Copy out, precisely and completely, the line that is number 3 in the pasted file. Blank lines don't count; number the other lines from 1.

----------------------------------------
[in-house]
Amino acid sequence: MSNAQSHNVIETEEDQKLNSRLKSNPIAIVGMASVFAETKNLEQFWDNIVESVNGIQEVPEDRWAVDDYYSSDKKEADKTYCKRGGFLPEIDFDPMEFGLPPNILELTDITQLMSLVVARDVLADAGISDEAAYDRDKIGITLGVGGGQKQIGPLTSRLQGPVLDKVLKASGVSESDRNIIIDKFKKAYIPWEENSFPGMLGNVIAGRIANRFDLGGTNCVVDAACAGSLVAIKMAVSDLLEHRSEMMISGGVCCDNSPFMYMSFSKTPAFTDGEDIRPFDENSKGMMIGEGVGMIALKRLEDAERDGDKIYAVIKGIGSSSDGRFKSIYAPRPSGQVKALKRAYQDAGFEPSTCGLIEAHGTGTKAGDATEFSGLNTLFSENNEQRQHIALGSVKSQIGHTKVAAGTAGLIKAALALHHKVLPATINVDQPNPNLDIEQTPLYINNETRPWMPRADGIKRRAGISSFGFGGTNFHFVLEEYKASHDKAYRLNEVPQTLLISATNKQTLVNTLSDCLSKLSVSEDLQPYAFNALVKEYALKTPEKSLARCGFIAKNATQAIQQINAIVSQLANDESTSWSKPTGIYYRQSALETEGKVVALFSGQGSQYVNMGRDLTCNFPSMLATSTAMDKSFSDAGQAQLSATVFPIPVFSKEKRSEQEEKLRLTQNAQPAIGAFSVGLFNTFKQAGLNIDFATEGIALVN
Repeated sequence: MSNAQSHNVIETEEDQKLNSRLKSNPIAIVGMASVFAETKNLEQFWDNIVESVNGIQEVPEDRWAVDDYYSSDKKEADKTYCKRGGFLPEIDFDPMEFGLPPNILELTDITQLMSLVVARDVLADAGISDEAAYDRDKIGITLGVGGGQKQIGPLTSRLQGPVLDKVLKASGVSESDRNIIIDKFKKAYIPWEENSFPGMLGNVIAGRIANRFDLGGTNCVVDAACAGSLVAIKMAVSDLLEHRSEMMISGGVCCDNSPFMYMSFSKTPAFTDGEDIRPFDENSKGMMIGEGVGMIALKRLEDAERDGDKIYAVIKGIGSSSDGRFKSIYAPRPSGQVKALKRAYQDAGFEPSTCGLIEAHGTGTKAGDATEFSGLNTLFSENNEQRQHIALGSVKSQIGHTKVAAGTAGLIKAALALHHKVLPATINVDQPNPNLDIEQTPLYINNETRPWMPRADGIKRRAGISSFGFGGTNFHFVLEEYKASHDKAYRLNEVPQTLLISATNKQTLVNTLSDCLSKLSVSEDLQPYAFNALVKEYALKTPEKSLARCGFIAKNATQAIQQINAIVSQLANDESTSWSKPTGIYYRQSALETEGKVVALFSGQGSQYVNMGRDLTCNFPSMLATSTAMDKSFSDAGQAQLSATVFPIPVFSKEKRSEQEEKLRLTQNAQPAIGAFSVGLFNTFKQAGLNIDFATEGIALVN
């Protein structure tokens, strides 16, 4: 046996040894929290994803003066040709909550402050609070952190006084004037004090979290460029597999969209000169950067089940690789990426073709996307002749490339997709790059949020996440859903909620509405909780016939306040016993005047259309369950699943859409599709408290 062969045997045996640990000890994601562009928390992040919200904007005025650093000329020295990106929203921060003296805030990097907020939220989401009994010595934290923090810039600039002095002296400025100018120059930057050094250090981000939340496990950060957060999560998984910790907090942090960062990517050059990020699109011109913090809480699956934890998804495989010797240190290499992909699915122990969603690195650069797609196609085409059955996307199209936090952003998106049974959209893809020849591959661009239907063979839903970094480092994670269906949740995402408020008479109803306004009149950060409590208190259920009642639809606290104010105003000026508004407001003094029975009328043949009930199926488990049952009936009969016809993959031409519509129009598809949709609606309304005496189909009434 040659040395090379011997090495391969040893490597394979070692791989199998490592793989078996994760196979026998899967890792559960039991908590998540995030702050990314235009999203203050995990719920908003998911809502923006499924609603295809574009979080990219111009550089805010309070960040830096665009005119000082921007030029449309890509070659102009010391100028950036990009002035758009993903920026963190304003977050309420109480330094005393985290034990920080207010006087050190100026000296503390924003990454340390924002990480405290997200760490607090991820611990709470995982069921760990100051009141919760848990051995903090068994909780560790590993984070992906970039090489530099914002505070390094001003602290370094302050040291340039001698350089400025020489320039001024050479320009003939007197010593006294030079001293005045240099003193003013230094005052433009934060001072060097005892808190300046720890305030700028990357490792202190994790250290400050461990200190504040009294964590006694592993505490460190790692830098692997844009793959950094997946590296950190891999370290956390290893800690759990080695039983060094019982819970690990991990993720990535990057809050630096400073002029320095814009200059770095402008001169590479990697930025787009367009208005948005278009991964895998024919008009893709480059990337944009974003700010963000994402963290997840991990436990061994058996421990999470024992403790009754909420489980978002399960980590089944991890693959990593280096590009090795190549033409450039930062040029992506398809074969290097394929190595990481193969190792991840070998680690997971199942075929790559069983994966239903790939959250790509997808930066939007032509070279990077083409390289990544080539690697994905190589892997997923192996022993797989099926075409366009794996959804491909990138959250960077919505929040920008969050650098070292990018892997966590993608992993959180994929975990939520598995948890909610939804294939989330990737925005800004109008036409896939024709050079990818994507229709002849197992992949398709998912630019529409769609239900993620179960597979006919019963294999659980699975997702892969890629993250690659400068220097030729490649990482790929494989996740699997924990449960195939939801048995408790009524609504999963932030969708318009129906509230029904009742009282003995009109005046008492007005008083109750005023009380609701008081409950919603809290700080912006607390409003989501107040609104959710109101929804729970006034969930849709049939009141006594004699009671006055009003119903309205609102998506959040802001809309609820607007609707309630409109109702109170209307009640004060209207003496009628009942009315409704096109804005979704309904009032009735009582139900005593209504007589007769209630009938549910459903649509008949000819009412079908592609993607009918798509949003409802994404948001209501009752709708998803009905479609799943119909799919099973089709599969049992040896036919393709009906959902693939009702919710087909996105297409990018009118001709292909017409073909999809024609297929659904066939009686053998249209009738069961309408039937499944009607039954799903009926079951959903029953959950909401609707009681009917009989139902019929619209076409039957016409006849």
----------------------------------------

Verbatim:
Repeated sequence: MSNAQSHNVIETEEDQKLNSRLKSNPIAIVGMASVFAETKNLEQFWDNIVESVNGIQEVPEDRWAVDDYYSSDKKEADKTYCKRGGFLPEIDFDPMEFGLPPNILELTDITQLMSLVVARDVLADAGISDEAAYDRDKIGITLGVGGGQKQIGPLTSRLQGPVLDKVLKASGVSESDRNIIIDKFKKAYIPWEENSFPGMLGNVIAGRIANRFDLGGTNCVVDAACAGSLVAIKMAVSDLLEHRSEMMISGGVCCDNSPFMYMSFSKTPAFTDGEDIRPFDENSKGMMIGEGVGMIALKRLEDAERDGDKIYAVIKGIGSSSDGRFKSIYAPRPSGQVKALKRAYQDAGFEPSTCGLIEAHGTGTKAGDATEFSGLNTLFSENNEQRQHIALGSVKSQIGHTKVAAGTAGLIKAALALHHKVLPATINVDQPNPNLDIEQTPLYINNETRPWMPRADGIKRRAGISSFGFGGTNFHFVLEEYKASHDKAYRLNEVPQTLLISATNKQTLVNTLSDCLSKLSVSEDLQPYAFNALVKEYALKTPEKSLARCGFIAKNATQAIQQINAIVSQLANDESTSWSKPTGIYYRQSALETEGKVVALFSGQGSQYVNMGRDLTCNFPSMLATSTAMDKSFSDAGQAQLSATVFPIPVFSKEKRSEQEEKLRLTQNAQPAIGAFSVGLFNTFKQAGLNIDFATEGIALVN